interrogationtorture techniques and trained CIA investigators in the use of EITstorture. They received a $180 million dollar contract, of which a total of $81 million was paid between 2005 and 2009.
- The program effectively ended, however, in 2006, because one by one, nations hosting the secret prisons where these interrogations occurred withdrew their consent. By March of 2006, the program operated in only a single country (which is redacted but which I presume to be Afghanistan) and the last use of
an EITtorture was on November 8, 2007.
- The CIA repeatedly and willfully provided inaccurate information to the Department of Justice, the White House, its own Inspector General, and Congress. Specifically, CIA operatives took care to not allow information about their activities to reach Secretary of State Colin Powell for fear that he would “blow his
topstack.” Not only did this impede oversight and prevent a proper legal analysis of the program, it complicated and impeded other national security missions performed by other agencies within the Executive Branch.
- Furthermore, the Detention and Interrogation Program damaged the United States’ diplomatic and moral standing around the world, obstructing cooperation with intelligence-sharing efforts with allies, classified diplomatic confrontations with otherwise-friendly foreign nations, and costing over $300 million in non-personnel costs, including the construction of two detention facilities that were never used.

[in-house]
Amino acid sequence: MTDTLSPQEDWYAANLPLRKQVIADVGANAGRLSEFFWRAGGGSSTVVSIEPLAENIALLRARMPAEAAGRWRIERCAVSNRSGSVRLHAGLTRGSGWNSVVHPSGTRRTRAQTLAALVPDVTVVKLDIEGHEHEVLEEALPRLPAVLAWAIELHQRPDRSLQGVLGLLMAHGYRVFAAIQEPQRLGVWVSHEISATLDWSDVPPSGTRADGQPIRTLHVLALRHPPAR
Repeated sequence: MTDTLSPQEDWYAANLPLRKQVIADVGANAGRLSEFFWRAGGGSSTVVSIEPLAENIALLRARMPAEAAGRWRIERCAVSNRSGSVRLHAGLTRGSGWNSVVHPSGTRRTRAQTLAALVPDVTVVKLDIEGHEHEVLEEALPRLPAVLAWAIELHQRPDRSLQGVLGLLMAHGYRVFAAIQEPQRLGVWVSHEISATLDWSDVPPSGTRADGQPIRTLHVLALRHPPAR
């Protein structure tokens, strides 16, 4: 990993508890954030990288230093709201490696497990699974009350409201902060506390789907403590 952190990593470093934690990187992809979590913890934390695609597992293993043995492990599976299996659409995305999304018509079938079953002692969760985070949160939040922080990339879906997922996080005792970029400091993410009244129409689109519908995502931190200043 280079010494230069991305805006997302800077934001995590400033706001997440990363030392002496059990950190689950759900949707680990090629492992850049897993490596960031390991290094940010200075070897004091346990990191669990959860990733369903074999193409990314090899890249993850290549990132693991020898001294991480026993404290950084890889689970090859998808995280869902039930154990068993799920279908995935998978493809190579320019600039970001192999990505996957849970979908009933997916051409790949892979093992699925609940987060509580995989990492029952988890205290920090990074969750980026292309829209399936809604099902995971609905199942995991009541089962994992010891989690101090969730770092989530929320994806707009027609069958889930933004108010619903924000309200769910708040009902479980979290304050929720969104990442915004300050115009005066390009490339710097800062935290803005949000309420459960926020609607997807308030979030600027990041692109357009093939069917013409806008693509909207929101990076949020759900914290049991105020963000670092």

At no point does it appear that anyone in the CIA considered that all of the internal and external criticism of its activities pointed to either a moral or a legal failure on its part. Rather, it appears that the people running things came to believe that perpetuation of the program was of inherent and reflexive importance and adopted an “us against the world” attitude in which even lying to their own higher-ups was a necessary and justified part of process.
If nothing else, it’s stopped now, and we’re telling the unpleasant truths about it to ourselves and the public. Which is better than the alternatives to both of those states of affairs. While Americans disagree about a number of things, it ought to be quite evident by now that we need not sacrifice security, intelligence, or strength in order to comply with our own basic morals and ideals — including, but not limited to, government under the rule of law and basic human decency.
To see how far from those fundamental ideals agents of my government strayed renders me furious, beyond even my considerable powers of description.
When virtue is lost, benevolence appears. When benevolence is lost, right conduct appears. When right conduct is lost, expedience appears. Expediency is the mere shadow of right and truth; it is the beginning of disorder. — Lao Tzu.
* At the suggestion of commenter Emile, I have replaced the phrase “enhanced interrogation technique” or the acronym “EIT” with a more appropriate word for what is really being discussed: “torture.”
Image source: wikimedia commons, with modifications by the author. Allegorical figures of Grief and History stand by the United States Capitol’s dome, at First Street NW and Pennsylvania Avenue, part of a series of statutes and monuments near the United States Capitol commemorating the United States Civil War.
Burt Likko is the pseudonym of an attorney in Southern California. His interests include Constitutional law with a special interest in law relating to the concept of separation of church and state, cooking, good wine, and bad science fiction movies. Follow his sporadic Tweets at @burtlikko, and his Flipboard at Burt Likko.